According to Robert J. Spiegel, chief medical officer at the Schering-Plough Research Institute, the results of the studies were not considered scientifically important enough for publication. But many health professionals have disputed this view.

"There is important evidence, but it's not in public view," said Dr. Harlan Krumholz, a Yale cardiologist. "It's hidden from investigators."

The concealment of the studies may also have been a violation of FDA rules that require results of all drug trials completed after October 2002 to be listed on industry Web sites.

The hidden studies' exposure comes at a time when Merck and Schering are already under fire for failing to publish the results of a large-scale trial of Zetia's effectiveness and safety, and questions are increasingly being raised as to whether the drug even provides any benefit to patients.

The companies have been criticized for their delay in releasing the data from a large-scale Zetia study called Enhance, which was completed in early 2006. The companies have acknowledged that several participants were dropped from the study early when tests revealed unusually high levels of liver enzymes in their bodies, which is a sign of liver damage. The results of the Enhance trial are not due for release until March.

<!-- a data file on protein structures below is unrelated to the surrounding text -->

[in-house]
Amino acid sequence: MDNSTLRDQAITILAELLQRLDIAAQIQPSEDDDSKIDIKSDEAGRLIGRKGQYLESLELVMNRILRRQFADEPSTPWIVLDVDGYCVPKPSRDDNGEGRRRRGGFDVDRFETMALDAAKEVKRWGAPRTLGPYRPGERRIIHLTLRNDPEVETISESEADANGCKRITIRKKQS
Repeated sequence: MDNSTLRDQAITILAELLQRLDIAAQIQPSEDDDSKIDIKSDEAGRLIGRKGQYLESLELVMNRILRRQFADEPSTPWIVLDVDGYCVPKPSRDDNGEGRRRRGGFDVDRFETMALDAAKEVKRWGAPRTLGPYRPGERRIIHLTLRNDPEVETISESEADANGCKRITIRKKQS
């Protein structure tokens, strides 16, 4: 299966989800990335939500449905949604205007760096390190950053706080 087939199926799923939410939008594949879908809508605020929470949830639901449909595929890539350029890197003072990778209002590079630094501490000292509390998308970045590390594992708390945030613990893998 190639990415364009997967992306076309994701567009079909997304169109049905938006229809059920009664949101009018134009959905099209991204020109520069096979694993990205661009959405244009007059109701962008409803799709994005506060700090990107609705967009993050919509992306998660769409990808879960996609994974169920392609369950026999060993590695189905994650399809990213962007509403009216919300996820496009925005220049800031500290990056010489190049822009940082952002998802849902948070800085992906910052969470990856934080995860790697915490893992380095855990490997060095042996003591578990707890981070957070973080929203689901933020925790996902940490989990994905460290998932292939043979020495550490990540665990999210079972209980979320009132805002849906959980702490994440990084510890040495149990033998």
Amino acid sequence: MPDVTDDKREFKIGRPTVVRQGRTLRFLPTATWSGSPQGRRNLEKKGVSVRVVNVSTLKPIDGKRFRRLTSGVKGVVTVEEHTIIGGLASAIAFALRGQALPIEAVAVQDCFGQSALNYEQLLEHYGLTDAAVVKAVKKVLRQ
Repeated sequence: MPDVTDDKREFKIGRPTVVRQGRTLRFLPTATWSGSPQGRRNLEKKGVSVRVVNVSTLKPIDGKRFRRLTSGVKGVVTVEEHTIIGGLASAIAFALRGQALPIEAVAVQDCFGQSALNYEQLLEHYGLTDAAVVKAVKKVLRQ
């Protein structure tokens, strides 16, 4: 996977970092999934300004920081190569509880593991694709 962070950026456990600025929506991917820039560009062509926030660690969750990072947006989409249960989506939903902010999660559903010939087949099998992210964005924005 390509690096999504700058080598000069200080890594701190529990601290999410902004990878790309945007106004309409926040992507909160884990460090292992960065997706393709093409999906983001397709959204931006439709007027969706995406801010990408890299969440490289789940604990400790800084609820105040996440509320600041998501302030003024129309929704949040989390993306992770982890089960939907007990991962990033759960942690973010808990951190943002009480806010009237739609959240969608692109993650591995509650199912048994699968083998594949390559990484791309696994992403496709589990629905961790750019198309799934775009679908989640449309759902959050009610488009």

In addition, while Zetia definitely lowers cholesterol levels, it has never been shown to have any effect on the heart attack risk or lifespan of patients. Dr. Eric J. Topol, a cardiologist and director of the Scripps Translational Science Institute, says that he asked the company to conduct large, long-term trials on the drug's effectiveness in reducing heart attacks and strokes more than four years ago.

"They looked at me like I was an alien," Topol said.

Merck and Schering have finally begun such a study, with a 10,000-participant pool. But the results are not expected until 2011.

Dr. Beatrice A. Golomb of the University of California at San Diego is critical of doctors who prescribe Zetia along with statins. The point of giving patients cholesterol drugs is not to lower their cholesterol levels, she points out. It is to save lives, and there is no evidence that Zetia does so. Doctors are merely taking this effect as a matter of faith, on the company's say so.

Zetia critics are not mollified by Schering's assurances that the FDA was aware of the concealed long-term studies when it approved the drug, pointing out that the agency has been slow to act on many other popular drugs when evidence of serious health risks emerged. Among these medications are the diabetes drug Avandia, the painkiller Vioxx and the anti-psychotic Zyprexa.

By concealing the results of certain studies, critics say, the companies have misled the public into believing that the drugs are safer than they are.

"You don't want to have data missing," said Dr. Bruce Psaty, a professor of medicine and epidemiology at the University of Washington. "When there have been adverse effects, when the benefits don't look impressive, those are the trials that historically don't make it to press."